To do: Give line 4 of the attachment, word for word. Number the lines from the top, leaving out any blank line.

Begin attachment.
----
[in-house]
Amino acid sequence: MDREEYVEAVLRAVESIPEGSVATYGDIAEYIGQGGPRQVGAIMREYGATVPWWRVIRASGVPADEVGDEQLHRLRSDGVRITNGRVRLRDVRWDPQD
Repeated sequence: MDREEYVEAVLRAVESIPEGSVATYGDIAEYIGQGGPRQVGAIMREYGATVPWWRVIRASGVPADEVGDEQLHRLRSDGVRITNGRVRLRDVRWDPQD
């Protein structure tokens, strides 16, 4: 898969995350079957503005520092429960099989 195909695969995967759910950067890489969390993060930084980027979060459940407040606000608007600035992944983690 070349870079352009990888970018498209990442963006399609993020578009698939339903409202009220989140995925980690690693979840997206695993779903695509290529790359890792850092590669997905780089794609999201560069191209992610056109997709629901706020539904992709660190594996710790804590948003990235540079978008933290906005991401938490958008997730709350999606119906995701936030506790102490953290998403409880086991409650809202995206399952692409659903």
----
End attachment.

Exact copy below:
């Protein structure tokens, strides 16, 4: 898969995350079957503005520092429960099989 195909695969995967759910950067890489969390993060930084980027979060459940407040606000608007600035992944983690 070349870079352009990888970018498209990442963006399609993020578009698939339903409202009220989140995925980690690693979840997206695993779903695509290529790359890792850092590669997905780089794609999201560069191209992610056109997709629901706020539904992709660190594996710790804590948003990235540079978008933290906005991401938490958008997730709350999606119906995701936030506790102490953290998403409880086991409650809202995206399952692409659903």